2016 July 18

An Unwelcome Guest


Microscopic image of pancreatic cancer cells.

Source: Dr. Lance Liotta Laboratory, NCI

Most visitors to this site will likely have heard the news already, but I have pancreatic cancer that has spread to my liver.

I don't smoke, I don't drink, and there's not really a history of pancreatic or liver cancer in my family—so this was completely unexpected. Since two great-grandmothers reached their 100th year and all grandparents died in their nineties, I actually thought I'd attend at least the 2060 World's Fair. (If they still have them then.)

We also now know why PC is called the “silent disease,” because I basically had no indication this was taking hold of my insides. It started little less than a month ago with an itch.

An itch that wouldn't stop. That eventually spread all over my body. It wasn't awful itching—I could usually ignore it during the day. But there didn't seem to be a cause. I've had dry skin, and bad cases of poison ivy, but this didn't seem to be either. I tried various lotions and an antihistamine and waited for it to go away.

After a week, though, the itching was affecting my sleep. I found a highly rated dermatologist on Yelp and got their earliest appointment—a week away.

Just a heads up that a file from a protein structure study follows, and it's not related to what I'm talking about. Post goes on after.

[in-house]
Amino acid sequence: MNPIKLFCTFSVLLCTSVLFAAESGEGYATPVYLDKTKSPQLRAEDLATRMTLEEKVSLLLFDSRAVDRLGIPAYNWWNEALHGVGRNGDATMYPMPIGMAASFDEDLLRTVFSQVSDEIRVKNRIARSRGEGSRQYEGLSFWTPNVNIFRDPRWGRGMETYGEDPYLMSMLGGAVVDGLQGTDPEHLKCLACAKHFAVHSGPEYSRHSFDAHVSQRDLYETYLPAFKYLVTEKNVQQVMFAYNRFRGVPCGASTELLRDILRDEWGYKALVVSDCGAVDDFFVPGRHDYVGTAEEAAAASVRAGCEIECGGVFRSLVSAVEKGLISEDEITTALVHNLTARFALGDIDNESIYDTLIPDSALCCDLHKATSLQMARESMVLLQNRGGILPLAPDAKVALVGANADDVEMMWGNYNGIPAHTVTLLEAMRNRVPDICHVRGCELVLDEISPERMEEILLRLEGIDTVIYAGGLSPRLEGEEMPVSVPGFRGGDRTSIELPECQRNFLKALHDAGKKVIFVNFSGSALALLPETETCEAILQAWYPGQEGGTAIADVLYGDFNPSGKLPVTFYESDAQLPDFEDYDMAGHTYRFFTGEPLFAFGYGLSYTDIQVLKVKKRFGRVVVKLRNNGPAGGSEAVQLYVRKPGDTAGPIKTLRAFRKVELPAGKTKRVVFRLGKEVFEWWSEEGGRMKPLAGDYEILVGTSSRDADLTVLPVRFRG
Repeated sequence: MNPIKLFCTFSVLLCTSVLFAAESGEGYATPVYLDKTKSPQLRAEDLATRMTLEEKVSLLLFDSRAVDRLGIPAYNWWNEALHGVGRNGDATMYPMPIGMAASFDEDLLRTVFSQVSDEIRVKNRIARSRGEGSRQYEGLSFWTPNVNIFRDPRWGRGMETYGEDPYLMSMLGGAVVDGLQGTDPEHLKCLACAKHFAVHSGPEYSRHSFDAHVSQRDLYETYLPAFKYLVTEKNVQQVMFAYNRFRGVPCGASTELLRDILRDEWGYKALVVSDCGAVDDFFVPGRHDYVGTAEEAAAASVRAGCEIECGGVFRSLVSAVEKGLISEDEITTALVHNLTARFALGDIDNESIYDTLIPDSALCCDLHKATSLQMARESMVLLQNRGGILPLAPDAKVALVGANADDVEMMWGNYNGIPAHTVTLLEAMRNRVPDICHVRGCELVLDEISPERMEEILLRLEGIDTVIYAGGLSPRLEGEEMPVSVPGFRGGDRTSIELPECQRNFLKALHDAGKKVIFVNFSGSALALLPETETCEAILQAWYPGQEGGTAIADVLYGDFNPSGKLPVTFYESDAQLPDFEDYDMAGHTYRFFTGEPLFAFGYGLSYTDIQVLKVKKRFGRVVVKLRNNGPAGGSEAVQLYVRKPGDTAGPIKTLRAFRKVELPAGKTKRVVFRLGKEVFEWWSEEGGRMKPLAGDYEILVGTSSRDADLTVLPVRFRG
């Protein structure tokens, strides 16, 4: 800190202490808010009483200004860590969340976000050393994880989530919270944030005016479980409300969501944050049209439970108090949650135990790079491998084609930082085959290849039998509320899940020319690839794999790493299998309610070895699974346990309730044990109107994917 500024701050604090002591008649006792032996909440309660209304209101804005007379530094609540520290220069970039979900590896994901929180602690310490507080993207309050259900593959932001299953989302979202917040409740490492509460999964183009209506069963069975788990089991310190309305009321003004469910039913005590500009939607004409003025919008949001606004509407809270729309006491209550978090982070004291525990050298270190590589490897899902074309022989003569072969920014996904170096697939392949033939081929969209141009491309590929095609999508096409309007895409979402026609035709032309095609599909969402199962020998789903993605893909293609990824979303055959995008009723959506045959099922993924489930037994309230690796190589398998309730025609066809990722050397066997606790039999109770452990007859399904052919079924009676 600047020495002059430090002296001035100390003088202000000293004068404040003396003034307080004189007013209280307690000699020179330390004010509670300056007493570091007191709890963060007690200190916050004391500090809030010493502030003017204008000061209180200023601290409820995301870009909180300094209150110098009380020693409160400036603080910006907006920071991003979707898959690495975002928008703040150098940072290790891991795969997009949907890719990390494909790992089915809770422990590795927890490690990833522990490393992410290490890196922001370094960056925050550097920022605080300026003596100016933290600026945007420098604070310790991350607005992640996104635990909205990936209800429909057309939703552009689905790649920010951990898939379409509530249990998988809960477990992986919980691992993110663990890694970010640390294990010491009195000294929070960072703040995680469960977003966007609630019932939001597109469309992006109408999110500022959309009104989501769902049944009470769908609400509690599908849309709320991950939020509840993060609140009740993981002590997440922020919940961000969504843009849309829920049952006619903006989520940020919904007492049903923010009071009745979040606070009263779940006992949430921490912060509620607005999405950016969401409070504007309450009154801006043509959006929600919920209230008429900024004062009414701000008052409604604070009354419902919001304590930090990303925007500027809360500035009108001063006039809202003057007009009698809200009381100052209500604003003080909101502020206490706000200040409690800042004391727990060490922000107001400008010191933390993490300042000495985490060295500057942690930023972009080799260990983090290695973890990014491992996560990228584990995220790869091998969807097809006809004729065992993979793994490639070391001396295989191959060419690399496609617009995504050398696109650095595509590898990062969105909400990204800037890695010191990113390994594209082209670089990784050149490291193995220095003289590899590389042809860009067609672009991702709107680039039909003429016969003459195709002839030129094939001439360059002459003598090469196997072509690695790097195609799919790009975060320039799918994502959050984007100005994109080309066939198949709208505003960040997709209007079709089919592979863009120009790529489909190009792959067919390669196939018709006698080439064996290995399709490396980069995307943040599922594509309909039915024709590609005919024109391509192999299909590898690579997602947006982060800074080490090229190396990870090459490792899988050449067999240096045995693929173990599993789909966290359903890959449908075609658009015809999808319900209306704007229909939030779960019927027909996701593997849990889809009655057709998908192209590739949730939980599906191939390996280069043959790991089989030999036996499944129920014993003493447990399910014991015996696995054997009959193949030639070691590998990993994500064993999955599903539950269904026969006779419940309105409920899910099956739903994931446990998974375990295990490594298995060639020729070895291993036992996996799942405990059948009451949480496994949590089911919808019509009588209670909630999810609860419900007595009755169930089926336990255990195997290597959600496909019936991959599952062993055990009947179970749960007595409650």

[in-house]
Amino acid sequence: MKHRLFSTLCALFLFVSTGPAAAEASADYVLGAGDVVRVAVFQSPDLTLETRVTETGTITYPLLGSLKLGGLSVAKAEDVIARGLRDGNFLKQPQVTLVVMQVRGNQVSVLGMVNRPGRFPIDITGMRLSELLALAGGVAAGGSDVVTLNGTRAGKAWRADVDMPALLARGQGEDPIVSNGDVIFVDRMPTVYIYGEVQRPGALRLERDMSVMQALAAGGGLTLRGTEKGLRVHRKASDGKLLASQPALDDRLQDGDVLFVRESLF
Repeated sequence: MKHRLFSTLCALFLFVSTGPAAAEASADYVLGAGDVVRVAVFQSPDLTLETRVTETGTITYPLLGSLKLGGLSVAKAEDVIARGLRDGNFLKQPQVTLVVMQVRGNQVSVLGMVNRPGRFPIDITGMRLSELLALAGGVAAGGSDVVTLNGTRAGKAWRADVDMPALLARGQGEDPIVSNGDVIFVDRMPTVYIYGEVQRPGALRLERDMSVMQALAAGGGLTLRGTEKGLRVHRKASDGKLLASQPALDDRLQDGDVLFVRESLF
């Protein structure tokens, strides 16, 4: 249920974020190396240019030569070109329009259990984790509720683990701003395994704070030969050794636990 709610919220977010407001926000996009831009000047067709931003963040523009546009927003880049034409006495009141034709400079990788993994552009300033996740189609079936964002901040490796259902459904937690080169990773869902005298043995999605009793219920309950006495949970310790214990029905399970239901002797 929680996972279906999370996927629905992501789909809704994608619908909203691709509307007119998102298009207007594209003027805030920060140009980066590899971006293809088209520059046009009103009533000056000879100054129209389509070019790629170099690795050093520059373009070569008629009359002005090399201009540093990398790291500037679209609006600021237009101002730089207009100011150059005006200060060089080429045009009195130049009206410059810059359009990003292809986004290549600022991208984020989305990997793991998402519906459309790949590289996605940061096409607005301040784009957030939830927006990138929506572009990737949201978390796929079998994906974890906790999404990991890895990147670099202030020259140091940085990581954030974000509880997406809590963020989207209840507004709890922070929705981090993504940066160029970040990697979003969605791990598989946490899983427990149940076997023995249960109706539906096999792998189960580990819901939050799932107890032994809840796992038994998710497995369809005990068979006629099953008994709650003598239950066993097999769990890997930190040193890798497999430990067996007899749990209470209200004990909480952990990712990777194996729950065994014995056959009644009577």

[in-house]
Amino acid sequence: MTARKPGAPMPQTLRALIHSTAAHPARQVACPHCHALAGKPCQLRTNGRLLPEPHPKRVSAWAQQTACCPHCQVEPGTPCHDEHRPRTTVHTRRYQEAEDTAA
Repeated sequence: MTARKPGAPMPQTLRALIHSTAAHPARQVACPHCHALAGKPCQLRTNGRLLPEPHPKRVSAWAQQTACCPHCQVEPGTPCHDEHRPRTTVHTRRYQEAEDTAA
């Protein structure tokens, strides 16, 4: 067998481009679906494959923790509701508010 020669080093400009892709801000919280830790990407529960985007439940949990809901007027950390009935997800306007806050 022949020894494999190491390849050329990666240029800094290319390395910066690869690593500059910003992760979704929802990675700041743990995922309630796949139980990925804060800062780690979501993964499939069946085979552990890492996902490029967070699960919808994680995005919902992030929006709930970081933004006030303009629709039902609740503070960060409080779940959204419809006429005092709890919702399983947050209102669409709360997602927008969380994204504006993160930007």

By the end of this second week of itching, I was getting a number of tiny sores. But the dermatologist agreed with me that they were the result, not the cause, of the itch. He also did not see any immediate cause for the itch and prescribed an antihistamine.

But he did notice that the whites of my eyes looked a reddish-yellow. Partly out of concern for that, and partly because hepatitis can cause itching, he recommended some blood tests. I promptly went across the street and had blood drawn.

The next day was Friday, and just as I was leaving the office I got a call from the dermatologist. He wanted me to check in to a hospital, as my bilirubin and glucose numbers were off the chart.

Sometime after midnight in the ER, a sonogram followed by a CAT scan finally pinpointed the cause of the itch: buildup of bile in the bloodstream and skin, caused by a growth on the pancreas blocking the bile duct. There also seemed to be some suspicious liver spots.

Things got very serious, very fast. Except that in hospitals, as in all large organizations, “very fast” had to wait on procedure. My gastroenterologist wanted to perform an ultrasound endoscopy, which would be able to get a biopsy of the growth—but over the weekend only regular endoscopies were performed. Nonetheless, I had the regular endoscopy Saturday morning to take a closer look and open up the bile duct with a stent.

Turns out, the difference in endoscopy had no practical effect—the ultrasound endoscopy on Monday grabbed a sample from the growth, but oncologists were unable to declare it cancerous with certainty. Meanwhile, the bile was still not draining, so the jaundice and itchiness (remember the itching?) continued.

Tuesday I had an MRI, which teased some hope by suggesting that the liver spots were merely enlarged blood vessels and the growth was smaller than originally thought (1.2cm instead of 3cm).